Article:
[t]he only conclusion possible from [circumstances in which defense counsel neither moved for a mistrial nor requested substitution of an allegedly sleeping juror until after guilty verdicts were returned] is that defense counsel, fully aware of the existence of the problem … , deliberately chose to proceed with the original jury to create a no-lose situation: either a not guilty verdict would be returned or an arguably tainted guilty verdict would provide a basis for appeal. We strongly disapprove such a “gamesmanship approach to criminal justice.”
See United States v. Krohn, 560 F.2d 293, 297 (7th Cir. 1977) (citation omitted); see also State v. Huebner, 2000 WI 59, ¶¶11-12 & n.2, 235 Wis. 2d 486, 611 N.W.2d 727 (“‘waiver’” or “‘forfeiture’” rule “prevents attorneys from ‘sandbagging’ errors,” in other words, from “failing to object to an error for strategic reasons and later claiming that the error is grounds for reversal”).
¶32 We therefore conclude that any party who notices that a juror may have fallen asleep at trial must bring the issue to the trial court’s attention during trial as soon as practicable after the person notices the sleeping juror. We further conclude that, because Saunders waited until after trial to bring the issue to the trial court’s attention, he forfeited his right to appeal the trial court’s discretionary resolution of this issue. Because Saunders forfeited his right to contest the sleeping juror, the trial court did not err in upholding the conviction or in denying Saunders’ postconviction motion.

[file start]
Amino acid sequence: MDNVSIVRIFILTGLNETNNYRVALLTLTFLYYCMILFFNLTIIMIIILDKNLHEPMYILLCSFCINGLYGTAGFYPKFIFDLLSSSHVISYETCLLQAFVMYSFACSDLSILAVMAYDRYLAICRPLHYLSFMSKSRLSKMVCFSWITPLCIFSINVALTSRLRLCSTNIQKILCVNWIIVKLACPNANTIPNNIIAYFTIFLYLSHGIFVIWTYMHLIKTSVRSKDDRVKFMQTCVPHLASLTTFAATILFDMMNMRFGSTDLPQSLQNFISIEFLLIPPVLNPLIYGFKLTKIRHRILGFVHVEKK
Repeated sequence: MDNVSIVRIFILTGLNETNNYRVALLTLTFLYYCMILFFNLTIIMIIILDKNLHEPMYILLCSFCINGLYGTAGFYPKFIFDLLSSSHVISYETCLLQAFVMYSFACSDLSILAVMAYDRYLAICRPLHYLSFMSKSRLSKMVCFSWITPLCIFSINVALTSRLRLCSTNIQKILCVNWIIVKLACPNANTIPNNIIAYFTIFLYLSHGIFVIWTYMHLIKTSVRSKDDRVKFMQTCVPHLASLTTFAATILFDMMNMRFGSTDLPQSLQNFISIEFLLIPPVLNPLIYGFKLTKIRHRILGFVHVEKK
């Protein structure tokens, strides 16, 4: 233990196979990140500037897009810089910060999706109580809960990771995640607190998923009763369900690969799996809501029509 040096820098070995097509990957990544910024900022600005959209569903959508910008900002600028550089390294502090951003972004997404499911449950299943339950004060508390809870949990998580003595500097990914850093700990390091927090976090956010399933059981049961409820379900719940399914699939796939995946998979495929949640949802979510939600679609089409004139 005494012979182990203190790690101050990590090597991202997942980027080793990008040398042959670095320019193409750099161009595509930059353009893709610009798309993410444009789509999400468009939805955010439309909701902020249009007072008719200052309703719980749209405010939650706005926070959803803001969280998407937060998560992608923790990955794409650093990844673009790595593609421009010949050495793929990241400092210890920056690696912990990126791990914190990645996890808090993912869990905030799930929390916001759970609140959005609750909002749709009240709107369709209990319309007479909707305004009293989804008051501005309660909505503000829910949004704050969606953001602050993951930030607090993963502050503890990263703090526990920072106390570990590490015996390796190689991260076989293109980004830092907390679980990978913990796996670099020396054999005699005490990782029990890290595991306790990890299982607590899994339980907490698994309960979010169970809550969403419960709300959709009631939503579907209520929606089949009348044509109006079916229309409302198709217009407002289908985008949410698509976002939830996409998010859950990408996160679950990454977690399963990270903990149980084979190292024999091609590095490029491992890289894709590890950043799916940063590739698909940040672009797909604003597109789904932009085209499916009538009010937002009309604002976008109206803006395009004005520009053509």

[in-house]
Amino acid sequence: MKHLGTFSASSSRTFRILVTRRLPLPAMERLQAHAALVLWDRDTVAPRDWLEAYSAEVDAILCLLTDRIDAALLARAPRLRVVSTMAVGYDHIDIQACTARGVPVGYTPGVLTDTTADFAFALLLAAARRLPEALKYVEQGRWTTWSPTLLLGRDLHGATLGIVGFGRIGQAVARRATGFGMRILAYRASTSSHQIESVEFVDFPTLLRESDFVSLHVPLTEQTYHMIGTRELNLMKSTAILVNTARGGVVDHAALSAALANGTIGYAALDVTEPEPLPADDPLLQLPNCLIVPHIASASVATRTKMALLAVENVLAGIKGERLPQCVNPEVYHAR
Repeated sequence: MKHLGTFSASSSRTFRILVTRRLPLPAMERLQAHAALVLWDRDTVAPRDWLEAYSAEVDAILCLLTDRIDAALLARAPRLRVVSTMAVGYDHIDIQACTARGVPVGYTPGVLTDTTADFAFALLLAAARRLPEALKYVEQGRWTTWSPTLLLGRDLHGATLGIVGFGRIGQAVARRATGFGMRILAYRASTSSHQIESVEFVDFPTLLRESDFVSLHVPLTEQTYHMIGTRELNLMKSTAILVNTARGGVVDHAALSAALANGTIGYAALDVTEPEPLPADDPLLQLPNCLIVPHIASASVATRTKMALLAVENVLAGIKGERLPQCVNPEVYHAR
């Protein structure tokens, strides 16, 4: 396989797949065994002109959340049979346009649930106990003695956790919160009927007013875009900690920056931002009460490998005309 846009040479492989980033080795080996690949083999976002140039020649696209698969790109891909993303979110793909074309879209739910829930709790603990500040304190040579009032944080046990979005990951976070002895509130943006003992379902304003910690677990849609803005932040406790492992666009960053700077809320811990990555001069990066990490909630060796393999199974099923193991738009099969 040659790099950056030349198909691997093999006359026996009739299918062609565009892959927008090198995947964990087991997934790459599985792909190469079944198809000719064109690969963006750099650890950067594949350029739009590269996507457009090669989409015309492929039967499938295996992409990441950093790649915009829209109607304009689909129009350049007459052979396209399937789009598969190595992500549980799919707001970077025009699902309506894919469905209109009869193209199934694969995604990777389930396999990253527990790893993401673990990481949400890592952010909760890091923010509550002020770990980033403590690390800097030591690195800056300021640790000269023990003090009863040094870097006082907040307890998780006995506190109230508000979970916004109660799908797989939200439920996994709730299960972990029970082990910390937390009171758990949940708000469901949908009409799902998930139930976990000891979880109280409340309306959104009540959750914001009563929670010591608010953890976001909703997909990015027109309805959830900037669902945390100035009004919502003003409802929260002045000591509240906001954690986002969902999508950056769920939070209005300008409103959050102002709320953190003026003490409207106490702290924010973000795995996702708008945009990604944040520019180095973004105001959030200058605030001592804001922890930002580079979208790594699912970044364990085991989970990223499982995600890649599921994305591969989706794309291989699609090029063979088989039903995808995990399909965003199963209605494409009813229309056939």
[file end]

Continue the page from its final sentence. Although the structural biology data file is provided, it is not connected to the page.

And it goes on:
State v. Hampton, 201 Wis. 2d 662, 549 N.W.2d 756 (Ct. App. 1996), distinguished, ¶33 (Hampton “objected to the sleeping juror during trial … In fact, case law from multiple courts around the country establish that the proper time to object to an allegedly sleeping juror is when the issue first arises, thereby allowing the trial court to immediately correct the problem. See Hampton, 201 Wis. 2d at 669 n.3″).
The court also notes that, although Hampton contends he told his attorney during trial that a juror was asleep, Hampton hasn’t raised the issue as a matter of ineffective assistance of counsel, ¶34.